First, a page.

Teenagers should understand that dealing with a stalker on one’s own can be dangerous. There is no guarantee that a cyber-stalker who cannot get your attention online will not try to ruin your “real world” existence. This is especially true of stalkers who live in your local area and/or know your address and where you to go school. Learn more about how a stalking website can help prevent actual stalking.
Anti stalking website www.stalkingVictims.com notes that one of the top ten mistakes that stalking victims make is failing to get help from family members and trustworthy friends. Unfortunately, many people are too embarrassed to tell someone that they are being stalked online. Young people may feel that they are at fault, especially if the stalking arose as a result of breaking parental guidelines regarding internet usage. However, a victim without assistance is extremely vulnerable; what is more, he or she may be putting the entire family at risk. This is especially if the stalker is mentally imbalanced.
Stalking Website: What Should Parents Do?
The importance of keeping an eye on your kids’ online activities cannot be overstated. You need to not only set clear ground rules as to what is and is not allowed but also do everything in your power to ensure that these are enforced. At the same time, explain to your teenager why you are making these rules and help him or her understand the dangers of giving personal information to people they do not know in real life.
Parents should also keep an eye on a child’s moods and feelings. A young person who suddenly starts doing poorly in school, has a hard time sleeping, lacks appetite and seems to be more fearful and worried than normal should not be ignored. While these and other symptoms may arise for any one of a number of reasons, they can also be signs that a young person is being stalked by someone online or in “real life”.
Do not hesitate to get involved in your child’s life if you have a gut feeling that something is not right. If your child will not talk to you, get professional counseling.
If your child tells you that he or she is being stalked, take it seriously. Ask your child if he or she knows the stalker; chances are the stalker may be a jilted or wannabe love interest from school, a jealous former friend or a high school bully with too much time on his or her hands. Ask your child if he or she has saved any email, chat records or other forms of communication from the stalker; this evidence can help the police catch the person and/or be used as evidence against the stalker in court.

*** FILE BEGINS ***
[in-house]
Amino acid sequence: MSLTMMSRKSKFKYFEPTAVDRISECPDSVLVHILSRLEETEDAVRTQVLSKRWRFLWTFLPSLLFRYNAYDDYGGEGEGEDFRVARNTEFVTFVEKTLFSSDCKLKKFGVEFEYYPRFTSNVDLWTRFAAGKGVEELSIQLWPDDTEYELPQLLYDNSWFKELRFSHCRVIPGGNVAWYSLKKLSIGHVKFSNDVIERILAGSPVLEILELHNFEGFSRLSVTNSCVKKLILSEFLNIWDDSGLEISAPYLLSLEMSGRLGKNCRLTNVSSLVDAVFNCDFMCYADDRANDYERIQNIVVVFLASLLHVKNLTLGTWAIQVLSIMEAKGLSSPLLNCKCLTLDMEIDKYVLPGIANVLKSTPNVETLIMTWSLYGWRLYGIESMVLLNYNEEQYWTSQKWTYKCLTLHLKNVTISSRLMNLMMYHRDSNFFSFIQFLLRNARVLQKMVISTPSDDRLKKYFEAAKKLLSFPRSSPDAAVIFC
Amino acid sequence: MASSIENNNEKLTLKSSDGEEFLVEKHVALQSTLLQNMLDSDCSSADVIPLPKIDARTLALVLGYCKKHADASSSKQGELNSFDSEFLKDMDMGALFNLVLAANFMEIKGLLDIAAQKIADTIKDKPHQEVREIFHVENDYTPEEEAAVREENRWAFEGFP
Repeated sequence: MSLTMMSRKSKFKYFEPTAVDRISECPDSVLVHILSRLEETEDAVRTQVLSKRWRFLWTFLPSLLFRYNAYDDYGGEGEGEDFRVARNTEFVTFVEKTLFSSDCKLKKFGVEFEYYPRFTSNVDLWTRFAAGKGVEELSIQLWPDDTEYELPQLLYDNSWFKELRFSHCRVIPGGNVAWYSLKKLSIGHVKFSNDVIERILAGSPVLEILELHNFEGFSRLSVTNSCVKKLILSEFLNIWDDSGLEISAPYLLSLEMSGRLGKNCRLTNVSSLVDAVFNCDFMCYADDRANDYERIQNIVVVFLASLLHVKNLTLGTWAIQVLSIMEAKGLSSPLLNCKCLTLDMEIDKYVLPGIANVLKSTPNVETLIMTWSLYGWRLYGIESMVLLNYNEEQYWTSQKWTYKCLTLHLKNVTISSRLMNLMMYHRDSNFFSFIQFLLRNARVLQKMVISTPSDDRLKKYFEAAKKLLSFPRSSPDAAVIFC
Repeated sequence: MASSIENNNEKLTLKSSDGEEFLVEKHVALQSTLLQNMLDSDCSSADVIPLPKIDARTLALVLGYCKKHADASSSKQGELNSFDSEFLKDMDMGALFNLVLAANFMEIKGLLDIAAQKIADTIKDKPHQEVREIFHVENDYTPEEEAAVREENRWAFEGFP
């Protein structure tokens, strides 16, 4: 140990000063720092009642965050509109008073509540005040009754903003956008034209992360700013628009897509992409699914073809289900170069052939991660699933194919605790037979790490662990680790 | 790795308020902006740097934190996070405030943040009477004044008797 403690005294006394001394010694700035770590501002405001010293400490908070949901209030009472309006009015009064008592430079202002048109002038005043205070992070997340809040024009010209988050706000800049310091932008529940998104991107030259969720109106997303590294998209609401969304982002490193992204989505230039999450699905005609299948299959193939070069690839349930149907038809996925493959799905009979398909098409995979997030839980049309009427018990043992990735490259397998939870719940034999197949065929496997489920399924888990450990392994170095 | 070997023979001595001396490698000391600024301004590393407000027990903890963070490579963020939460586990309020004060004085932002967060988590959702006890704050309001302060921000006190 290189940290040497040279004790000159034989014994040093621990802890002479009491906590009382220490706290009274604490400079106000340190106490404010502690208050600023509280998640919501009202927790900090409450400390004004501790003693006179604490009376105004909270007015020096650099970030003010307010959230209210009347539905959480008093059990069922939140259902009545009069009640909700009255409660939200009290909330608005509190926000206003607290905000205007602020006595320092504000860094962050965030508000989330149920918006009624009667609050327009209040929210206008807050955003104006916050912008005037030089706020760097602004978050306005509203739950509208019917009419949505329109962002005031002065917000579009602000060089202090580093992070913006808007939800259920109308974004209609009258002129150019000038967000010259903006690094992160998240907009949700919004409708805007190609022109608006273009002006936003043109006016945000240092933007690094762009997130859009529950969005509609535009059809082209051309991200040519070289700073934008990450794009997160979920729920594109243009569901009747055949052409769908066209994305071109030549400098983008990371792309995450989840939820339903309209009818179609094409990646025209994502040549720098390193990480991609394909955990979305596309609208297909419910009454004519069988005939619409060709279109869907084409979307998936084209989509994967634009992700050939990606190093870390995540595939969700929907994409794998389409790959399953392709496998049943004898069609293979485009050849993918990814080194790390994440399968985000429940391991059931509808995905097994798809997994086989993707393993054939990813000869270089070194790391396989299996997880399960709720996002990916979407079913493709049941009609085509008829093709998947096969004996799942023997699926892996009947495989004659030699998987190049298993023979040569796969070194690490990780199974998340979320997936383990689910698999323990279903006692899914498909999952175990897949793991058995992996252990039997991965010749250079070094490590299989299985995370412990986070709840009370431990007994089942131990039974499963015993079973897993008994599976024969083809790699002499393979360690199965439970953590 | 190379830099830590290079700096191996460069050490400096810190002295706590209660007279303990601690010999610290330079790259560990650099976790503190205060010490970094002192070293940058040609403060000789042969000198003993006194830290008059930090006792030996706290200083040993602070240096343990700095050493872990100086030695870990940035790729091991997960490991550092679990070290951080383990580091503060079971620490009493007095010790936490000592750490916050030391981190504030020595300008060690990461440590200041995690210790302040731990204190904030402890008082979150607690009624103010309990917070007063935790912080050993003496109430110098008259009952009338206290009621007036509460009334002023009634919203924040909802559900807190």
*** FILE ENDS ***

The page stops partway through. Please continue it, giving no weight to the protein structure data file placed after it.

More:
Stalking Website: Getting Outside Help
Do not hesitate to get outside help when it is warranted. If the stalker is threatening some form of physical violence, contact law enforcement. Such threats are illegal and police can arrest a stalker for making them. You can then press charges against the stalker.
If the stalker is a young person from your teen’s school, you may also want to notify school authorities. Depending on the nature of the school’s rules and the behavior exhibited by the stalker, this may be grounds for the stalker’s suspension or even expulsion.
If your child is being stalked via social media sites, you can contact these sites and report the stalker’s user name. Social media sites do not permit stalking and can ban users who engage in this form of malicious behavior.
As one governmental anti-stalking website notes, you should never take stalking lightly or attempt to handle it on your own. Stalking is a serious matter, as those who are engaging in this behavior may become physically violent if their demands are not met. Young people should understand the warning signs of potential stalkers and report stalking to parents. Parents need to take such reports very seriously, even if the stalker has not threatened to use physical violence. Parents can help young people take some matters in their own hands by either blocking stalkers from contacting them or changing their phone number and/or email information. However, if these measures fail to work, it is important to contact law enforcement officials, school officials (when warranted) and find a way to press charges against the guilty party.
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